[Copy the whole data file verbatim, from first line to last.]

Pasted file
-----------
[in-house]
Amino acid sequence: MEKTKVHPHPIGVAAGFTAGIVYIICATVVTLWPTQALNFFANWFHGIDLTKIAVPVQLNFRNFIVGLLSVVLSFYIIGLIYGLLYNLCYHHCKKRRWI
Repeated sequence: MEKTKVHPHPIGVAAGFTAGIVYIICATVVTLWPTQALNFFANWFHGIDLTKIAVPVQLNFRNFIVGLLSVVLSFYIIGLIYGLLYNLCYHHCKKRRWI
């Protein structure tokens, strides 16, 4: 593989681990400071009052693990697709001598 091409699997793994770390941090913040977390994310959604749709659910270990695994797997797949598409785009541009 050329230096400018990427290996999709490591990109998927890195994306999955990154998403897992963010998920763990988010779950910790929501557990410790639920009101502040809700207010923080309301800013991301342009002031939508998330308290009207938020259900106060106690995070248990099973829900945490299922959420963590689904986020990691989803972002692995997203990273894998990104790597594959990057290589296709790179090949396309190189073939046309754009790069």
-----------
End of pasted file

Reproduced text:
[in-house]
Amino acid sequence: MEKTKVHPHPIGVAAGFTAGIVYIICATVVTLWPTQALNFFANWFHGIDLTKIAVPVQLNFRNFIVGLLSVVLSFYIIGLIYGLLYNLCYHHCKKRRWI
Repeated sequence: MEKTKVHPHPIGVAAGFTAGIVYIICATVVTLWPTQALNFFANWFHGIDLTKIAVPVQLNFRNFIVGLLSVVLSFYIIGLIYGLLYNLCYHHCKKRRWI
């Protein structure tokens, strides 16, 4: 593989681990400071009052693990697709001598 091409699997793994770390941090913040977390994310959604749709659910270990695994797997797949598409785009541009 050329230096400018990427290996999709490591990109998927890195994306999955990154998403897992963010998920763990988010779950910790929501557990410790639920009101502040809700207010923080309301800013991301342009002031939508998330308290009207938020259900106060106690995070248990099973829900945490299922959420963590689904986020990691989803972002692995997203990273894998990104790597594959990057290589296709790179090949396309190189073939046309754009790069």